Urban innovation and governance – emerging trends and priorities of 21st century cities
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In late 2012 I had the honour to serve as co-Chair of the Technical Committee that reviewed some 250 initiatives that had been submitted for the first Guangzhou Award for Urban Innovation and, subsequently, to represent the Technical Committee on the Jury. This two step process involved the initial selection of 45 deserving city initiatives from the 250, and from the 45, a shortlist 15 outstanding initiatives for further consideration by an independent jury. The Jury then selected five award winning innovations.
This task provided a unique snapshot of what cities around the world are focusing on as a matter of priority. Twenty-seven of the 45 deserving city initiatives, or 60% of the total, are addressing issues of governance as their top priority. Of the remaining 18 city initiatives, governance appears as a major underlying theme in 9 of them. This proportion is even more pronounced for the 15 short-listed initiatives. Twelve of the 15 short-listed initiatives, representing 80% of the total, are clearly governance focused and governance related.
While my intention is not to engage in a debate on good governance, what has clearly emerged from the submissions for the first Guangzhou Award for Urban Innovation is a discernable trend of cities from different socio-cultural, economic and political contexts to engage their citizens and stakeholders in devising ways and means of improving living conditions and sustainability for all. I have selected a small but hopefully representative sample of the 45 initiatives to illustrate how innovation and governance go hand-in-hand.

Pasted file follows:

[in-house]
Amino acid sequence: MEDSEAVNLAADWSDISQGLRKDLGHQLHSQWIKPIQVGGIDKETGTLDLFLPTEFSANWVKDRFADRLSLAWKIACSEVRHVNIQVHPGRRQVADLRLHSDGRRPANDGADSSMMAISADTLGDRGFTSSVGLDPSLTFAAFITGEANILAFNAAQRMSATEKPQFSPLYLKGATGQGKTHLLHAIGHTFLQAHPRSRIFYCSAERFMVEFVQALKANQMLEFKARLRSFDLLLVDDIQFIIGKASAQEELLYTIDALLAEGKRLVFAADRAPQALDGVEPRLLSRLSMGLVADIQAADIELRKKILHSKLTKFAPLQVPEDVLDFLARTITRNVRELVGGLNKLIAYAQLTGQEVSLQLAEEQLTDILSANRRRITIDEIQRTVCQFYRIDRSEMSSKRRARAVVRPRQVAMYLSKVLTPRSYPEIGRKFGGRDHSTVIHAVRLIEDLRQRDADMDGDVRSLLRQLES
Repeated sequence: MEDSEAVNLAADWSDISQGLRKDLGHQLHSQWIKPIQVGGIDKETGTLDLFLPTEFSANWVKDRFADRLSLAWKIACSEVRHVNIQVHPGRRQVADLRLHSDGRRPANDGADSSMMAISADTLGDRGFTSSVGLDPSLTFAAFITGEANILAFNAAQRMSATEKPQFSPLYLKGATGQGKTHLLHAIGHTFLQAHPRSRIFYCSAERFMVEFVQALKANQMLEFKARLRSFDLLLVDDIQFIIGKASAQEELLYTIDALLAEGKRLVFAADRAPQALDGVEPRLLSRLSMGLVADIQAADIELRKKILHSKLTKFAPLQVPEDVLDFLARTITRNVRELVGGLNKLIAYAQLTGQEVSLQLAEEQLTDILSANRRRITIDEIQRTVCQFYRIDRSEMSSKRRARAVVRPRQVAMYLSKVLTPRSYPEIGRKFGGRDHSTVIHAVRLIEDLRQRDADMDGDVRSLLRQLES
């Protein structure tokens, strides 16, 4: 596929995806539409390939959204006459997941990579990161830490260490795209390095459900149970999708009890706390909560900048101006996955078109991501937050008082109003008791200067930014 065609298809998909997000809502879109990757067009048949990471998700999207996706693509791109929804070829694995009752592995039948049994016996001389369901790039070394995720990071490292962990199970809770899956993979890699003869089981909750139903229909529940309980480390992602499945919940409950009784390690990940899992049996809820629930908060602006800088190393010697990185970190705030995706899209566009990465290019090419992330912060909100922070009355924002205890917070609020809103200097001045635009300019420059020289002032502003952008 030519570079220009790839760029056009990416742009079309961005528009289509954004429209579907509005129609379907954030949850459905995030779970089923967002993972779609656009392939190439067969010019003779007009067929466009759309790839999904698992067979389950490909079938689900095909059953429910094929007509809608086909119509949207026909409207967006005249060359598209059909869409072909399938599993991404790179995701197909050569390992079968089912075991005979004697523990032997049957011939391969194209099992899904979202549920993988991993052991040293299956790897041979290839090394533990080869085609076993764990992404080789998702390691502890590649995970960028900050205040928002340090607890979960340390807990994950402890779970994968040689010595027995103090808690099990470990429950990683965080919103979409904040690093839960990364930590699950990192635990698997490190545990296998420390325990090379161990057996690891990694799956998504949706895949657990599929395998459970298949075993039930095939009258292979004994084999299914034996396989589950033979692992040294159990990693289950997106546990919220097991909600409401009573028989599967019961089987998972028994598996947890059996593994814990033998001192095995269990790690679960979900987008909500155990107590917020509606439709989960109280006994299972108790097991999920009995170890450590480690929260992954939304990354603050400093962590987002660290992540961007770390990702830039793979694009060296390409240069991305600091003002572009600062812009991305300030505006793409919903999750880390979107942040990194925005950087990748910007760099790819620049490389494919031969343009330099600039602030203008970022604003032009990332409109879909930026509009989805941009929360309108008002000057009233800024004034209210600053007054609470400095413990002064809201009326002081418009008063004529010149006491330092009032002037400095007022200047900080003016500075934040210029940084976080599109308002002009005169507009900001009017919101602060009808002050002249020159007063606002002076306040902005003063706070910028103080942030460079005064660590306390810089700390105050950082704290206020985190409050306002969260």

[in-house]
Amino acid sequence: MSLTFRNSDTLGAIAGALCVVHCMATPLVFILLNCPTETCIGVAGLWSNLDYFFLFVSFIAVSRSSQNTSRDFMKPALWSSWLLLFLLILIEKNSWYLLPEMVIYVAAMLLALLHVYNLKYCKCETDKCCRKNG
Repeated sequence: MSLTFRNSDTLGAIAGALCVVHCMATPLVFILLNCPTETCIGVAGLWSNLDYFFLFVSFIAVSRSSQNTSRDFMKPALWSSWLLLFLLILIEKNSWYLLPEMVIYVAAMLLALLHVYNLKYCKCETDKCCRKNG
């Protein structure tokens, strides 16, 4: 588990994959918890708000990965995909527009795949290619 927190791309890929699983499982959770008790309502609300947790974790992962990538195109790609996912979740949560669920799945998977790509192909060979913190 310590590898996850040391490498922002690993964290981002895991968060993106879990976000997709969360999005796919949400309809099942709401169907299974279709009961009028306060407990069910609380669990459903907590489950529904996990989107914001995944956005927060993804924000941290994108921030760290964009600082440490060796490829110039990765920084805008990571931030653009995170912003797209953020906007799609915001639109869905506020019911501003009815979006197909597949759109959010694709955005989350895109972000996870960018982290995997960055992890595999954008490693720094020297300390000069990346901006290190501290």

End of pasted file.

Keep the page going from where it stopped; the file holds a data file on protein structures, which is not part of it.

An over-riding issue in most of the initiatives is social inclusion. Cities as diverse as Guangzhou, Kadikoy, Seoul, Vienna and Warsaw are devising innovative approaches to engaging and empowering long-standing citizens and new migrants, women and the urban poor in improving their living conditions. What appears to be making a difference is that the improvements are based on people’s priorities rather than priorities determined by public authorities.
Like most major metropolises, a part of Guangzhou’s population is in need of subsidised housing. Guangzhou’s approach to affordable housing consists of the several innovations. While most Chinese cities auction off development rights to developers with the proviso to supply a given number of affordable housing units, this does not always work and is difficult to enforce. Guangzhou sets aside land each year for affordable housing so as to render real estate operations more transparent for developers and beneficiaries of subsidised housing alike. Instead of asking developers to cross-subsidise affordable housing units, Guangzhou allocates 13% of revenues derived from land-leases and development rights to subsidising affordable housing. This makes the entire process more transparent and accountable. Last but not least, instead of providing low-cost housing which often cuts corners on norms and standards, Guangzhou decided to apply green building design principles for the construction of subsidized housing, thus further reducing maintenance and running costs for the beneficiaries. In summary, Guangzhou’s affordable housing policy reinforces transparency and accountability while finding new ways of solving the long-standing problem of affordable housing.